RAPID ALLOPATRIC SPECIATION IN LOGPERCH DARTERS (PERCIDAE: PERCINA )

RAPID ALLOPATRIC SPECIATION IN LOGPERCH DARTERS (PERCIDAE: PERCINA ) Abstract Theory predicts that clades diversifying via sympatric speciation will exhibit high diversification rates. However, the expected rate of diversification in clades characterized by allopatric speciation is less clear. Previous studies have documented significantly higher speciation rates in freshwater fish clades diversifying via sympatric versus allopatric modes, leading to suggestions that the geographic pattern of speciation can be inferred solely from knowledge of the diversification rate. We tested this prediction using an example from darters, a clade of approximately 200 species of freshwater fishes endemic to eastern North America. A resolved phylogeny was generated using mitochondrial DNA gene sequences for logperches, a monophyletic group of darters composed of 10 recognized species. Divergence times among logperch species were estimated using a fossil calibrated molecular clock in cen‐trarchid fishes, and diversification rates in logperches were estimated using several methods. Speciation events in logperches are recent, extending from 4.20 ± 1.06 million years ago (mya) to 0.42 ± 0.22 mya, with most speciation events occurring in the Pleistocene. Diversification rates are high in logperches, at some nodes exceeding rates reported for well‐studied adaptive radiations such as Hawaiian silverswords. The geographic pattern of speciation in logperches was investigated by examining the relationship between degree of sympatry and the absolute age of the contrast, with the result that diversification in logperches appears allopatric. The very high diversification rate observed in the logperch phylogeny is more similar to freshwater fish clades thought to represent examples of sympatric speciation than to clades representing allopatric speciation. These results demonstrate that the geographic mode of speciation for a clade cannot be inferred from the diversification rate. The empirical observation of high diversification rates in logperches demonstrates that allopatric speciation can occur rapidly. http://www.deepdyve.com/assets/images/DeepDyve-Logo-lg.png Evolution Wiley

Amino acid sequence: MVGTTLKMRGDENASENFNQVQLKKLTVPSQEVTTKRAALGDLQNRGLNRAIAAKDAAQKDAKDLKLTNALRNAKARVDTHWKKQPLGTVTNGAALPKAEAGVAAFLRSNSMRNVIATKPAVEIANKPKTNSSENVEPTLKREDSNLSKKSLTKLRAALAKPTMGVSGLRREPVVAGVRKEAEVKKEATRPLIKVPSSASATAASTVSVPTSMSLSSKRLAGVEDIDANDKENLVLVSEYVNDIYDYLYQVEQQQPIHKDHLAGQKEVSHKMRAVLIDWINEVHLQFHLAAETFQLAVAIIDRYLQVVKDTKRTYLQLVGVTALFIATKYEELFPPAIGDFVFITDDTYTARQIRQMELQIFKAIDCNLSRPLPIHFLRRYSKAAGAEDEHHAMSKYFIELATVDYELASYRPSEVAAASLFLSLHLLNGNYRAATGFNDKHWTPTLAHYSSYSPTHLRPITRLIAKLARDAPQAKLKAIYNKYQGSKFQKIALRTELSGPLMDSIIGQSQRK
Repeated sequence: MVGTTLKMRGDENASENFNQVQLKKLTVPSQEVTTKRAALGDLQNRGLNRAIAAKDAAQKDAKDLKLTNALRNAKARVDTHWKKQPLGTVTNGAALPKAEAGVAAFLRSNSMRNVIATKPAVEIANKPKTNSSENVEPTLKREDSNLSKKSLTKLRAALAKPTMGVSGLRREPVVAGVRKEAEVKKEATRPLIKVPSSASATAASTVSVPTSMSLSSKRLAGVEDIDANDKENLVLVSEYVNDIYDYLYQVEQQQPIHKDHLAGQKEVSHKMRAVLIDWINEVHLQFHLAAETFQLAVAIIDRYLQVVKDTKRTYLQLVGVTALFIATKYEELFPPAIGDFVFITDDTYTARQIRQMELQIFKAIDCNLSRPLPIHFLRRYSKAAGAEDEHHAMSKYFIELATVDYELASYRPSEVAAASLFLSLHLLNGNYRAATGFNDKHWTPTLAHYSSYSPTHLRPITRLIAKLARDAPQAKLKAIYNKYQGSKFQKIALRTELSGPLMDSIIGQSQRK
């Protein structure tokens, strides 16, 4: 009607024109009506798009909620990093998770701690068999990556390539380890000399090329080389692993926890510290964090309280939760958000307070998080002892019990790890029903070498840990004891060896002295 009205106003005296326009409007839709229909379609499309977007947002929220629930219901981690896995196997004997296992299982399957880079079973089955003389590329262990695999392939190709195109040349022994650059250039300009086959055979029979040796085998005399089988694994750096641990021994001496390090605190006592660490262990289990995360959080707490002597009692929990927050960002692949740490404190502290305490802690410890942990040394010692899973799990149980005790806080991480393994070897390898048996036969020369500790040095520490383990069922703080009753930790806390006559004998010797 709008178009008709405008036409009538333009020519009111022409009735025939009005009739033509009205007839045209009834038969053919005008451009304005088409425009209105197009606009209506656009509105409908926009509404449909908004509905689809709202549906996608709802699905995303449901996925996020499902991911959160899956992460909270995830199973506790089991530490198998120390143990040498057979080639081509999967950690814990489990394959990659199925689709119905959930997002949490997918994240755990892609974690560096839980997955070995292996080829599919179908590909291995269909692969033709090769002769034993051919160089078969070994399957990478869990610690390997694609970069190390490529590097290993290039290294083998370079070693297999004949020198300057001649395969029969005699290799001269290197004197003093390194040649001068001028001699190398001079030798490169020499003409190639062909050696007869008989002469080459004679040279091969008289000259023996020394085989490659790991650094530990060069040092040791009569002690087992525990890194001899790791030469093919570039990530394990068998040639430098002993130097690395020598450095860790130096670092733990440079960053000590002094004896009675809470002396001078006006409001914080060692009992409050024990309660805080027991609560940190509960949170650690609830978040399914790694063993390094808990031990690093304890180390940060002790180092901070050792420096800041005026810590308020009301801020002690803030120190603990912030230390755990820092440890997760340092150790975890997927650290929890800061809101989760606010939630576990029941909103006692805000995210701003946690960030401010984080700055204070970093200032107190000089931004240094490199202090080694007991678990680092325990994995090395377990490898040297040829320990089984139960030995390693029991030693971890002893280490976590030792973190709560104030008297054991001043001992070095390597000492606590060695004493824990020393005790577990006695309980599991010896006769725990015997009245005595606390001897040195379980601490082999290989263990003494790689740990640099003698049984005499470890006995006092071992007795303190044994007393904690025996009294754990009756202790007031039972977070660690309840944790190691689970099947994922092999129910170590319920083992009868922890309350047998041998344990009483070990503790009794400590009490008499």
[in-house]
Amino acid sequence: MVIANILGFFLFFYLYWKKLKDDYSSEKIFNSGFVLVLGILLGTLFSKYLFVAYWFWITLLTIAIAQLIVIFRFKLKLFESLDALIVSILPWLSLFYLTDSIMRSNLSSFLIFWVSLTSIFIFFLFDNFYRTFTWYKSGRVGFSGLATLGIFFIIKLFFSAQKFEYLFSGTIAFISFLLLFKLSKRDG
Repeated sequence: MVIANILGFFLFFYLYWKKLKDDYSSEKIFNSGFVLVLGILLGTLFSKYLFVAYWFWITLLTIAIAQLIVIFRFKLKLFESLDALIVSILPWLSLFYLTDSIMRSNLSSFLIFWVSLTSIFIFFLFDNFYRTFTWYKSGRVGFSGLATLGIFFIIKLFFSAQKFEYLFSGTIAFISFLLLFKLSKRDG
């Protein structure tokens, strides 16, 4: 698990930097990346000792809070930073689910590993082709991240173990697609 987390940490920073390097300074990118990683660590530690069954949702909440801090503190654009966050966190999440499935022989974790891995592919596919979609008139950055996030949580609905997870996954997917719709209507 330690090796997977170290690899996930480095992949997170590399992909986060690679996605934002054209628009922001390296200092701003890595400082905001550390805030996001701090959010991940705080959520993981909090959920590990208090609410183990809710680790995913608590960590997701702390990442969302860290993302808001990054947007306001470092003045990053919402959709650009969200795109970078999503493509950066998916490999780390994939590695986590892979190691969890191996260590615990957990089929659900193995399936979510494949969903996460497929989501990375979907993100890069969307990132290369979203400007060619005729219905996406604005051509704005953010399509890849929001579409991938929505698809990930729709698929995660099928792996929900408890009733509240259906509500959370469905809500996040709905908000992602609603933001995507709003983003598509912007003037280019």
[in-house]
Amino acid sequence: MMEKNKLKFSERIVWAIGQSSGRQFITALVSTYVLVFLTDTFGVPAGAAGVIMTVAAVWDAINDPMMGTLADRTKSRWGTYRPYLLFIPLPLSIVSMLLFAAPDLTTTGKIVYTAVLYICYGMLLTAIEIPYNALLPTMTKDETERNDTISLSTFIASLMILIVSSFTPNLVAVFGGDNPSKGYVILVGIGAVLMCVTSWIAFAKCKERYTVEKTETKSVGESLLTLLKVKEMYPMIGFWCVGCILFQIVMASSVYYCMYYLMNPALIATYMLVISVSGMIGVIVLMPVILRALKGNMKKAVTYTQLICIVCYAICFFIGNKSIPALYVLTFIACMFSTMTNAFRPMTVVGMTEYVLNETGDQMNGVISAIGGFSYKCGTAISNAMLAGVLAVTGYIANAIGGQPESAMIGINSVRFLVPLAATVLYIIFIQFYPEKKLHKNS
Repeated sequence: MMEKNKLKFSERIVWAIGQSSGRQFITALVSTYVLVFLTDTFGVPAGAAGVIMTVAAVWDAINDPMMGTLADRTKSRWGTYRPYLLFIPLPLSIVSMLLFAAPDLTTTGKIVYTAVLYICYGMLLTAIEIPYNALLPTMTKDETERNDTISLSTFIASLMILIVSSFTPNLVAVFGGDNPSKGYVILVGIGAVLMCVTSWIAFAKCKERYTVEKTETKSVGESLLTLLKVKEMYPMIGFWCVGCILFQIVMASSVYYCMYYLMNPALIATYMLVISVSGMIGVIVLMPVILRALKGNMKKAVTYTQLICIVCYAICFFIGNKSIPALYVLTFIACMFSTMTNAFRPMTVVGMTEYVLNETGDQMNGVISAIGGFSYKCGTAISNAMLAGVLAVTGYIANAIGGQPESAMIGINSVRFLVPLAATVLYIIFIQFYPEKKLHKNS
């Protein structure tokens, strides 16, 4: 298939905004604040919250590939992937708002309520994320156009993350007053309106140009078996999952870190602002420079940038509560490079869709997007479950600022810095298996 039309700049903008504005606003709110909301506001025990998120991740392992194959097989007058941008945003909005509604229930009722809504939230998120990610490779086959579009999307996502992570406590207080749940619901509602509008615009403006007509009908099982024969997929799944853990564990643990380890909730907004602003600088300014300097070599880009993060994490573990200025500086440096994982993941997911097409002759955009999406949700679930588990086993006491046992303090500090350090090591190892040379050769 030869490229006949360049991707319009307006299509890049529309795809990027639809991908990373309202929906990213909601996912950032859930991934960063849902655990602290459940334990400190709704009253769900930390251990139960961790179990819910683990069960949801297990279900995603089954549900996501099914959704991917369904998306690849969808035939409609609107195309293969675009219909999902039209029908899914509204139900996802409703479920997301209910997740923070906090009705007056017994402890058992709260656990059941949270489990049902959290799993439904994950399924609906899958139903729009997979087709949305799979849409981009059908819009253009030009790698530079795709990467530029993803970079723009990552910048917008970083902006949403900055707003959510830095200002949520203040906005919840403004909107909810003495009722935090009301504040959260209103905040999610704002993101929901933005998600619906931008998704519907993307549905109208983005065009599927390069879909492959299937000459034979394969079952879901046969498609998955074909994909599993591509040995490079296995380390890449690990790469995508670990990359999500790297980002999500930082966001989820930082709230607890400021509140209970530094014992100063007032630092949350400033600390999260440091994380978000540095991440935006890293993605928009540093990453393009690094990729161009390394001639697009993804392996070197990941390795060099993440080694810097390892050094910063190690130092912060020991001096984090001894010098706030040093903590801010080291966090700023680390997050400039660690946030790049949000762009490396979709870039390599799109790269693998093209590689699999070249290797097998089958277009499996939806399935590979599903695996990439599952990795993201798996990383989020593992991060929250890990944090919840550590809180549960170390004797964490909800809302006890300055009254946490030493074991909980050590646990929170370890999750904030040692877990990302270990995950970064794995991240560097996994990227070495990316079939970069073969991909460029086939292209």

RAPID ALLOPATRIC SPECIATION IN LOGPERCH DARTERS (PERCIDAE: PERCINA )

Evolution, Volume 58 (12) – Dec 1, 2004

Loading next page...
 
/lp/wiley/rapid-allopatric-speciation-in-logperch-darters-percidae-percina-IPmOIrzLqC
Publisher
Wiley
Copyright
Copyright © 2004 Wiley Subscription Services, Inc., A Wiley Company
ISSN
0014-3820
eISSN
1558-5646
DOI
10.1111/j.0014-3820.2004.tb01631.x
Publisher site
See Article on Publisher Site

Abstract